It is often difficult to separate normal changes in the body’s organs from changes aggravated by external factors such diet, exercise, infections or environmental contaminants. Autopsies of young people show heart disease starting as early as age 15. Atrophy, the gradual wasting away of the cells that make up our organs is common to all organs. It can be caused by physical damage (eg. radiation), loss of nutrition, loss of hormonal support, or loss on innervation among other causes.
Skin is the largest organ of the body. It has three layers and changes to all three layers occur with aging. The outer layer, the epidermis, readily shows atrophy. Physically the epidermis becomes thinner and the rate that cells regenerate takes longer. A blister in a teenager heals twice as fast as a 65-year-old. The dermis is what supports the epidermis and in addition to atrophy, it can become calcified and loses its elasticity allowing the skin to sag and wrinkle.
Heart and Vascular System
The output of the heart decreases about one percent per year after age 30 without heart disease. In persons with diagnosed heart disease, the decrease is even greater. Blood pressure increases with age and there is a progressive stiffening of the arteries. At autopsy, over 70% of people show amyloid deposits in their hearts. Primary systemic amyloidosis predominantly affects the heart. Amyloid is a starch-like protein that can be deposited in multiple organs (eg, heart, liver, kidney, skin, eyes, lungs, nervous system). See the MedScape site for an in-depth discussion of Cardiac Amyloidosis.
Starting at about age 20 the vital capacity of the lungs decreases about 26 milliliters (ml) per year for men and 22 ml for women. Over a lifetime, the lungs become less elastic so there is a 20-30 percent reduction in the maximum voluntary expiration per second. Aging lungs are more susceptible to pneumonia, both bacterial and viral. Older people should avail themselves of recently available pneumonia vaccines.
The volume and weight of kidneys decrease with age so that at age 80-90 kidneys are only 70% as large as at age 30. Because kidney size and the number of glomeruli decrease with age, older people are not as able excrete certain drugs, which can complicate treatment. The elderly often lose their sense of taste and smell and consequently don’t drink as much water as they should, further aggravating the kidneys’ ability to excrete waste.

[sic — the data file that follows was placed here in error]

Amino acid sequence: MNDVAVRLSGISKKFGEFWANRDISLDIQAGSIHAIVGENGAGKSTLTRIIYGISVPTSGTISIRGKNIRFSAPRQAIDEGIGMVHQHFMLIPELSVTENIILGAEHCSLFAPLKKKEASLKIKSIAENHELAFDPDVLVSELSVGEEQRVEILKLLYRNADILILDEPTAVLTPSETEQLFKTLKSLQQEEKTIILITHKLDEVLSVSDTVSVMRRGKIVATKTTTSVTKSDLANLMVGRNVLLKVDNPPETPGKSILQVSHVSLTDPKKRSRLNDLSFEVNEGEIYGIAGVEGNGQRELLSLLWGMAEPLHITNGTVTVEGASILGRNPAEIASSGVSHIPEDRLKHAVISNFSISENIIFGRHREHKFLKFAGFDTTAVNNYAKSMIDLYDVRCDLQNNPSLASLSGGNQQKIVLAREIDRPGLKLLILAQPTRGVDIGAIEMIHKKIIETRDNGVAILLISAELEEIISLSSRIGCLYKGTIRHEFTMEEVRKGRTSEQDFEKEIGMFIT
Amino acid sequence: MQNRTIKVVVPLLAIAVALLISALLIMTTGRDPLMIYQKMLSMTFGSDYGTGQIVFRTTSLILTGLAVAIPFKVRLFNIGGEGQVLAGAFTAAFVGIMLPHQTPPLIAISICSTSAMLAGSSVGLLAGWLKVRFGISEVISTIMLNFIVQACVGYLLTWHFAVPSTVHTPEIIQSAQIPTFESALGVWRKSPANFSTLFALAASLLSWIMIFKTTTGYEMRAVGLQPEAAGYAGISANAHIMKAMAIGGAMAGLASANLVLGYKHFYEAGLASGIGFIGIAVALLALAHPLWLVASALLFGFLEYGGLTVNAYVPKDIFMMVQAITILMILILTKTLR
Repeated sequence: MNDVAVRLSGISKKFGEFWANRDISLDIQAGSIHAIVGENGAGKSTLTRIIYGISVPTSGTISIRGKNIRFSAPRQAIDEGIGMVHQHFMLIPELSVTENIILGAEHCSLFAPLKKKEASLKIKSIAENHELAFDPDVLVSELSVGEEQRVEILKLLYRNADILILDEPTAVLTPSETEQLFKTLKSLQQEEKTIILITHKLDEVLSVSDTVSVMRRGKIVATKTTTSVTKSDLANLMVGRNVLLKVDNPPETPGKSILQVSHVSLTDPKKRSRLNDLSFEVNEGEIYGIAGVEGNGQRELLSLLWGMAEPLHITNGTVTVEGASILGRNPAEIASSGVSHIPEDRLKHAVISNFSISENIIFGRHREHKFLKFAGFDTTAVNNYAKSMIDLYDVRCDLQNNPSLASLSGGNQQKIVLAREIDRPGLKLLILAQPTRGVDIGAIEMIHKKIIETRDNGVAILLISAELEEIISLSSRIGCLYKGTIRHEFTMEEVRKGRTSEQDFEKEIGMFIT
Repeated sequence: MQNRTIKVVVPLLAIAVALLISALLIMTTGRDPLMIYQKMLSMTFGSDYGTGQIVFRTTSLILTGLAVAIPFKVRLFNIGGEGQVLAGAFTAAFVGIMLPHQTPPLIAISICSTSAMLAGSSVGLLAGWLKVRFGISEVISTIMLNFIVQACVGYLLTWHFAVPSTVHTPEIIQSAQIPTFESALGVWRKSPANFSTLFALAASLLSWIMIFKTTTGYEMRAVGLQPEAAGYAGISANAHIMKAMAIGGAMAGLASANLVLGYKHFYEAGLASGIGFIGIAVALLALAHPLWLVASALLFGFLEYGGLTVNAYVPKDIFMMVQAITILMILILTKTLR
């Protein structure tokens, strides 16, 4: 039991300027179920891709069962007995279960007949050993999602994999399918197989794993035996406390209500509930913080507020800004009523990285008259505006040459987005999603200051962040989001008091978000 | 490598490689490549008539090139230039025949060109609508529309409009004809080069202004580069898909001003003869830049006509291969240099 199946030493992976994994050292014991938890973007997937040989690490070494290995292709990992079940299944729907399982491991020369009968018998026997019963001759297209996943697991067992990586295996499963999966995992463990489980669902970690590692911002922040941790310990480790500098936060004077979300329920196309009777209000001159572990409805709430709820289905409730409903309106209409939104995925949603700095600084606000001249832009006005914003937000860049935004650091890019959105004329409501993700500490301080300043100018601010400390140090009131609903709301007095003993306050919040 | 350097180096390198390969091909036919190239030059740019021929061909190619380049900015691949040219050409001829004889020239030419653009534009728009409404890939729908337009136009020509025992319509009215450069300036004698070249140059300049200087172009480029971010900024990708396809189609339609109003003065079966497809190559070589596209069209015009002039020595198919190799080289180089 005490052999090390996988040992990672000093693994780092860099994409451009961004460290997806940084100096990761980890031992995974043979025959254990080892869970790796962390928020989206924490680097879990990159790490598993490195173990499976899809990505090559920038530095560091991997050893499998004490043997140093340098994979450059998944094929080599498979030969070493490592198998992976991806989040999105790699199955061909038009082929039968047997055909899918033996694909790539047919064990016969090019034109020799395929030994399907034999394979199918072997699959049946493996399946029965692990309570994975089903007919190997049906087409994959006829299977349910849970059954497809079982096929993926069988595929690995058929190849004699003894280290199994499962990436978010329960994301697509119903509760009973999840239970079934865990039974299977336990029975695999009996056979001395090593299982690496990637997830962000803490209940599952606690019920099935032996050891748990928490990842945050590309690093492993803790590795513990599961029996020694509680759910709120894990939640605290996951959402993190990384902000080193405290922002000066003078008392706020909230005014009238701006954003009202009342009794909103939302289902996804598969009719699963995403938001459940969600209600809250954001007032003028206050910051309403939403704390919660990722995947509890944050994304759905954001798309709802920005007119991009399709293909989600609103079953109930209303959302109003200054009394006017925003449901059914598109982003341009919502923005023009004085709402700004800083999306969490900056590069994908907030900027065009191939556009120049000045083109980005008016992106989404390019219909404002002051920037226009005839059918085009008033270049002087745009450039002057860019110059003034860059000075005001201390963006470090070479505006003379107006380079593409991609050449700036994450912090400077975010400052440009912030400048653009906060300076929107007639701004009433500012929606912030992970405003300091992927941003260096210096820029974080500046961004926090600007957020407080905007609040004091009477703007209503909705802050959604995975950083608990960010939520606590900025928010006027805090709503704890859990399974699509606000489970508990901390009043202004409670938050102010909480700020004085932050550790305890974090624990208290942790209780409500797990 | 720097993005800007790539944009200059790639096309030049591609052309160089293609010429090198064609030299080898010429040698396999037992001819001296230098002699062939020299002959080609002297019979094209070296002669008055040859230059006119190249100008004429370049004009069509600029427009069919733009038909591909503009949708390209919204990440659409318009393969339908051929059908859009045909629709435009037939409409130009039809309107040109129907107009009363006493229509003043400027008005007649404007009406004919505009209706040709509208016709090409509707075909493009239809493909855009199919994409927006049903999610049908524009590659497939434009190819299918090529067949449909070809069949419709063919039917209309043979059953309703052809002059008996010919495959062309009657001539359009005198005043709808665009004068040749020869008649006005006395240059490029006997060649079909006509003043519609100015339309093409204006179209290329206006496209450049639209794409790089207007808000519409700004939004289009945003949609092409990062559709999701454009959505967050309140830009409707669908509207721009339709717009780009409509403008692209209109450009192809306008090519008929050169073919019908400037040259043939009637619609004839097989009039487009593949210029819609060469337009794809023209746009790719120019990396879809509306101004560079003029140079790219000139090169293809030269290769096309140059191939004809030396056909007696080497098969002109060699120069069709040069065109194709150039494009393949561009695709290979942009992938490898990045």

The size of the bladder decreases with age from about 500-600 ml at age 30 to as little as 250-600 ml for people over 65. Urinary incontinence affects about 17 percent of men and 23 percent of women over 65.
The days of the cast iron stomach disappear rapidly with age. Seniors need to adjust the amount of food they eat at at one sitting to compensate for atrophic gastritis , which increases significantly with age. It is a condition that should be treated by a gastroenterologist to eliminate easily treated but potentially dangerous disease states. Ulcers used to be the scourge of old people but now an infection caused by the H. pylori bacterium discovered in 1982 can be eliminated with antibiotics.
A decrease in intestinal motility and digestive secretions occurs with age. Laxative abuse is the most common cause of diarrhea in the elderly. The treatment of choice for intestinal problems is to maintain healthy gut bacteria, which means eating sufficient fiber of the correct type for the bacteria. Inadequate fiber intake has been linked to gastrointestinal disease (constipation, diverticulosis, and irritable bowel syndrome), cancer, coronary heart disease, and metabolic disorders such as diabetes, hyperlipidemia, and obesity. The bacteria in the gut produce essential nutrients for the immune system and so play a role in autoimmune disease.
Menopause occurs because of the disappearance of oocytes from the ovary through ovulation and follicular atresia. After menopause, women loose some of the protection against heart disease that they had previously. Changes in skin also occur because of the loss of estrogen.
Instead of shrinking with age, the prostate frequently enlarges causing problems for 90 percent of men by age 80, if they make it that far. About 80% of men at age 80 have cancer cells in their prostates but only one in six will be diagnosed and of those only one in 36 will die from the disease.
The endocrine system is the collection of glands that produce hormones that regulate metabolism, growth and development, tissue function, sexual function, reproduction, sleep, etc. Most of these glands deteriorate to varying degrees with age. Of critical importance to the metabolism is the way the body handles sugar. Increasing age results in a progressive deterioration in the number and the function of insulin producing beta cells in the pancreas. As beta cells deteriorate, the pancreas makes more proinsulin, an inactive form of insulin. At the same time, peripheral cells, including fat cells, become more resistant to insulin. The percentage of Americans age 65 and older with diagnosed or undiagnosed diabetes is about 25.2%.
A Strategy for Active Aging and Wellness